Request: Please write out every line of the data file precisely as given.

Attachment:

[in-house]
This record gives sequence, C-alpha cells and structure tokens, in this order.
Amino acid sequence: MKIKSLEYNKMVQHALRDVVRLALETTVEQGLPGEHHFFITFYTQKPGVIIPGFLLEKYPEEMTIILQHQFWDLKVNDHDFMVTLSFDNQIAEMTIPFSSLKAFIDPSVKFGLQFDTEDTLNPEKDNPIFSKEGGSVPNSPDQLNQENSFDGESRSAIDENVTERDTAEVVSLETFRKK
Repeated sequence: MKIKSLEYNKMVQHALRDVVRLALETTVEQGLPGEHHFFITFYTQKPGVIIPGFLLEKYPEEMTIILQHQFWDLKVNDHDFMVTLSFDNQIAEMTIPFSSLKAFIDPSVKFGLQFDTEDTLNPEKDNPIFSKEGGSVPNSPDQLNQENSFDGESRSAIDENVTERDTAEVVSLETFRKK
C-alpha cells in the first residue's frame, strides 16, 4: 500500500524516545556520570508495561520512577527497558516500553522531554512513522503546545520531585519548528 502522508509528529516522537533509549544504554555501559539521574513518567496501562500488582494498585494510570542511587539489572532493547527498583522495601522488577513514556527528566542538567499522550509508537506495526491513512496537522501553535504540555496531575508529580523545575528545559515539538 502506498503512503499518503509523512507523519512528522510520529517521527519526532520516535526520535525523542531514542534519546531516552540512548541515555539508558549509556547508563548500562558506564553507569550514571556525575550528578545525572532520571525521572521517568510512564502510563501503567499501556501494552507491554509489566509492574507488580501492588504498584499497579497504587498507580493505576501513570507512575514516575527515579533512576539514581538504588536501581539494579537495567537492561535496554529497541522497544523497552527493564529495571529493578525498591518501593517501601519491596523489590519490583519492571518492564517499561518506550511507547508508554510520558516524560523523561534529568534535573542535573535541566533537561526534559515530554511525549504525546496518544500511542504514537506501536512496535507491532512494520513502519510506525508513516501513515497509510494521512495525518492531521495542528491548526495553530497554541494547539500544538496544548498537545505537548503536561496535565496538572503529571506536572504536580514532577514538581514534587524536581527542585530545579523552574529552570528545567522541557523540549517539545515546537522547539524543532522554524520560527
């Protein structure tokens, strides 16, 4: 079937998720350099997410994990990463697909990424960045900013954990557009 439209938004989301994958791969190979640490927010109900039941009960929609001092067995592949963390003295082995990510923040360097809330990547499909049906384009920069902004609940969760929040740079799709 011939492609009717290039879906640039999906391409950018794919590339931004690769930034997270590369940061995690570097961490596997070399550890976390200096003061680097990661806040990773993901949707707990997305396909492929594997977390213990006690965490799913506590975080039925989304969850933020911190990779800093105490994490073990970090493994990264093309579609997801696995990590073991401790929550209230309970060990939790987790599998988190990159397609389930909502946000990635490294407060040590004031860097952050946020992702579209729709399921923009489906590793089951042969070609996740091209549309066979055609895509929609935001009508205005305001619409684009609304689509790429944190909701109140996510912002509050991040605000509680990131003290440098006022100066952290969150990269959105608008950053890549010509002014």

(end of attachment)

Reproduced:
[in-house]
This record gives sequence, C-alpha cells and structure tokens, in this order.
Amino acid sequence: MKIKSLEYNKMVQHALRDVVRLALETTVEQGLPGEHHFFITFYTQKPGVIIPGFLLEKYPEEMTIILQHQFWDLKVNDHDFMVTLSFDNQIAEMTIPFSSLKAFIDPSVKFGLQFDTEDTLNPEKDNPIFSKEGGSVPNSPDQLNQENSFDGESRSAIDENVTERDTAEVVSLETFRKK
Repeated sequence: MKIKSLEYNKMVQHALRDVVRLALETTVEQGLPGEHHFFITFYTQKPGVIIPGFLLEKYPEEMTIILQHQFWDLKVNDHDFMVTLSFDNQIAEMTIPFSSLKAFIDPSVKFGLQFDTEDTLNPEKDNPIFSKEGGSVPNSPDQLNQENSFDGESRSAIDENVTERDTAEVVSLETFRKK
C-alpha cells in the first residue's frame, strides 16, 4: 500500500524516545556520570508495561520512577527497558516500553522531554512513522503546545520531585519548528 502522508509528529516522537533509549544504554555501559539521574513518567496501562500488582494498585494510570542511587539489572532493547527498583522495601522488577513514556527528566542538567499522550509508537506495526491513512496537522501553535504540555496531575508529580523545575528545559515539538 502506498503512503499518503509523512507523519512528522510520529517521527519526532520516535526520535525523542531514542534519546531516552540512548541515555539508558549509556547508563548500562558506564553507569550514571556525575550528578545525572532520571525521572521517568510512564502510563501503567499501556501494552507491554509489566509492574507488580501492588504498584499497579497504587498507580493505576501513570507512575514516575527515579533512576539514581538504588536501581539494579537495567537492561535496554529497541522497544523497552527493564529495571529493578525498591518501593517501601519491596523489590519490583519492571518492564517499561518506550511507547508508554510520558516524560523523561534529568534535573542535573535541566533537561526534559515530554511525549504525546496518544500511542504514537506501536512496535507491532512494520513502519510506525508513516501513515497509510494521512495525518492531521495542528491548526495553530497554541494547539500544538496544548498537545505537548503536561496535565496538572503529571506536572504536580514532577514538581514534587524536581527542585530545579523552574529552570528545567522541557523540549517539545515546537522547539524543532522554524520560527
């Protein structure tokens, strides 16, 4: 079937998720350099997410994990990463697909990424960045900013954990557009 439209938004989301994958791969190979640490927010109900039941009960929609001092067995592949963390003295082995990510923040360097809330990547499909049906384009920069902004609940969760929040740079799709 011939492609009717290039879906640039999906391409950018794919590339931004690769930034997270590369940061995690570097961490596997070399550890976390200096003061680097990661806040990773993901949707707990997305396909492929594997977390213990006690965490799913506590975080039925989304969850933020911190990779800093105490994490073990970090493994990264093309579609997801696995990590073991401790929550209230309970060990939790987790599998988190990159397609389930909502946000990635490294407060040590004031860097952050946020992702579209729709399921923009489906590793089951042969070609996740091209549309066979055609895509929609935001009508205005305001619409684009609304689509790429944190909701109140996510912002509050991040605000509680990131003290440098006022100066952290969150990269959105608008950053890549010509002014």